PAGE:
Category Archives: superhero

john cassaday’s captain america tribute

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If every dark cloud has a silver lining, then Captain America’s funeral was the silver lining of his death a few years ago. Well, the silver lining would have been the gut-wrenching epic of the surrounding 50 or so issues of Captain America with Ed Brubaker at the helm. So, let us just say this funeral full of Cap memorials by John Cassaday is not the silver lining. It is the vibranium-adamantium alloy lining. If you know why such an alloy is relevant here, you spend entirely too much time reading Marvel Comics. Welcome to our world.

These pages come from the fifth and final issue of Jeph Loeb’s Captain America: Fallen Son; Marvel Comics, 2007.

Behold.

 
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amazing heroes 58: alan moore interview

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This 1984 interview with Alan Moore comes from Amazing Heroes #58.
It features an introduction by Kim Thompson and a portrait of Moore by Steve Bissette.

 
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in blackest night by alan moore

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You can find this brief yet ingenious tale of the Green Lantern Corps in the single issue Tales of the Green Lantern Corps Annual 3, or in the highly recommended collection DC Universe by Alan Moore.

 
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The Origin of Star-lord

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Though we have a general consensus that the Star-lord Special Edition by Claremont and Byrne is one of the awesomest Bronze Age comics, Star-lord fans know a few gems awaiting those who dig deeper. Consider this origin story by the prolific Doug Moench. And dig that opening splash panel by Tom Sutton!

Do you absolutely desire your own copy printed on tree corpses? You can buy Star-lord’s origin in Marvel Spotlight #6; Marvel Comics, 1980. Oh, the scent of vintage paper!

Cover by Bill Sienkiewicz and Joe Rubinstein.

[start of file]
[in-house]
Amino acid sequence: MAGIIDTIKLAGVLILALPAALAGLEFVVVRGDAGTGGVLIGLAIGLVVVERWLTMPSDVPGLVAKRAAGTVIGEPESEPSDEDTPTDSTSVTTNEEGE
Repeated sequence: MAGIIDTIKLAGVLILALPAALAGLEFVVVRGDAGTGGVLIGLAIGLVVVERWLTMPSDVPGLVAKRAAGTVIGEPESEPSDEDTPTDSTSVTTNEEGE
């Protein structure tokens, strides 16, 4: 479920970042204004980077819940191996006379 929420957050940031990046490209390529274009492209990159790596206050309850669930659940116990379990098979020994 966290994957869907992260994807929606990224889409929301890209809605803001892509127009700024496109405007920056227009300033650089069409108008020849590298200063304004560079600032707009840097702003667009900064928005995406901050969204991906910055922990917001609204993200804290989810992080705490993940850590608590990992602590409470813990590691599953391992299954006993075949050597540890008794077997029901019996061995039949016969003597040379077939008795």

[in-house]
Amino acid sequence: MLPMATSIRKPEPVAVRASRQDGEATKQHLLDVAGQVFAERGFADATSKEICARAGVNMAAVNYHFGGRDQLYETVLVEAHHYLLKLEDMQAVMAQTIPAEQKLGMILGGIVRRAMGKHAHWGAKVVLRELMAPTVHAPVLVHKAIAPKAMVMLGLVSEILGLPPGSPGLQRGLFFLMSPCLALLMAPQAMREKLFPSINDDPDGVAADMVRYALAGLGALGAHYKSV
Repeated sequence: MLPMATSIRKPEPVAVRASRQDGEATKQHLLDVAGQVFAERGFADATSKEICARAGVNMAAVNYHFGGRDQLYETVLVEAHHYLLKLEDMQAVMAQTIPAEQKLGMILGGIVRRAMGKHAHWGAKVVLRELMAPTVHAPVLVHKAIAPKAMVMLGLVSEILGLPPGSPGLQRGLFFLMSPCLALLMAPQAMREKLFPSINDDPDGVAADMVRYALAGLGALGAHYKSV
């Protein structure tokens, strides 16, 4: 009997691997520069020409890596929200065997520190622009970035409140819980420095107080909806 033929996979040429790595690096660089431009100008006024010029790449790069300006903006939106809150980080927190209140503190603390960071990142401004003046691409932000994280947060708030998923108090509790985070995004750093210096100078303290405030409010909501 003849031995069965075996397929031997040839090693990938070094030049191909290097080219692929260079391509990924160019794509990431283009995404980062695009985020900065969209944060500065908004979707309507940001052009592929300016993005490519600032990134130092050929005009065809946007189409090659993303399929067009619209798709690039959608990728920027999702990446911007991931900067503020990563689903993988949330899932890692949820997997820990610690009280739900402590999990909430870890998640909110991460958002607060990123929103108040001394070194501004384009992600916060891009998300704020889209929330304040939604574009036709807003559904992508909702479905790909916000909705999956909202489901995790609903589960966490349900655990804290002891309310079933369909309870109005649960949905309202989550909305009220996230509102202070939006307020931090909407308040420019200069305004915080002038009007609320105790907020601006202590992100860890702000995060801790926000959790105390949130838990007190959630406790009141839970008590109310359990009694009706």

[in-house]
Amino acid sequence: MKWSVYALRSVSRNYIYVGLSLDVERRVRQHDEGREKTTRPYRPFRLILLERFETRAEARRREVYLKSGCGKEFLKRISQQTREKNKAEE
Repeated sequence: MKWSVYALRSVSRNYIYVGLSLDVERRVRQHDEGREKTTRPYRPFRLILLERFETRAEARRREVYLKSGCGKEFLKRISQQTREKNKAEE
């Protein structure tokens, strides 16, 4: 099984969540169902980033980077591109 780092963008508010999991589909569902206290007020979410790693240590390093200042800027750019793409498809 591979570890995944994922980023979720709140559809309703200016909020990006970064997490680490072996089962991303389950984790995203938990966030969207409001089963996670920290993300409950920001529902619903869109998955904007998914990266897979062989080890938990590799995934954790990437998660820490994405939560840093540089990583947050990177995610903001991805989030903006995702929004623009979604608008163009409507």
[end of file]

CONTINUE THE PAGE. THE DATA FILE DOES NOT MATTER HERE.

black panther’s unfinished business with the kkk

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When Marvel cancelled Jungle Action in 1976, they left an unfinished story about Black Panther and the KKK. Author Don McGregor moved on to other projects, and his Black Panther run is one of the Bronze Age’s great “unfinished symphonies.” We have scans of Jungle Action #21 where the story began with T’Challa’s nightmarish and fiery crucifixion. And you can buy the Marvel Masterworks Black Panther to read McGregor’s complete run.

 
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The story eventually found closure in the pages of Marvel Premiere #52. With Jeremy Bingham and Gene Day on artwork, Ed Hannigan gives a decent wrap-up to the Panther’s KKK battle. Even the racist-themed super villain looks pretty awesome in his splash panel, which is kind of a weird thing to say but there you go. Nicely drawn.

 
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Anyway, before we listed these two issues as a lot on Ebay, we snapped some photos you can peruse below. And if you understand the sort of madness that would drive us to photograph the page with the Marvel Value Stamp, then you are truly one of us. Enjoy!

 
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Titans Together: 24 George Perez Splash Pages

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Though thirty-four years have passed since Marv Wolfman and George Perez began their run on the Teen Titans for DC Comics, time has done nothing to diminish our affection for their work. Our gallery below presents a collection of splash pages and two-page spreads from the first twenty issues of The New Teen Titans, showcasing Perez’s knack for detail, action, and creative layouts. Romeo Tanghal’s ink work made him an integral part of the team. Nothing displays this better than the two pages (included in our gallery) penciled by legendary Superman artist Curt Swan in issue #5. Under Tanghal’s pen they seamlessly maintain the look and feel Perez established for the title.

 
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The New Teen Titans embraced the absurdities of superhero comics while taking them to a higher level with rich characterizations and finely-crafted emotional lives for its adolescent stars. It managed to be a grown-up book without being an “adult” title, and to handle many serious stories without veering off into the “grim and gritty” deconstructionism of more famous works from the 1980s. The New Teen Titans deserved better than the cheap paper and printing processes of the average comic book of its time. It thus became one of the first mainstream superhero books to change to a higher-quality printing process, though unfortunately this came near the end of Perez’s stint on the title.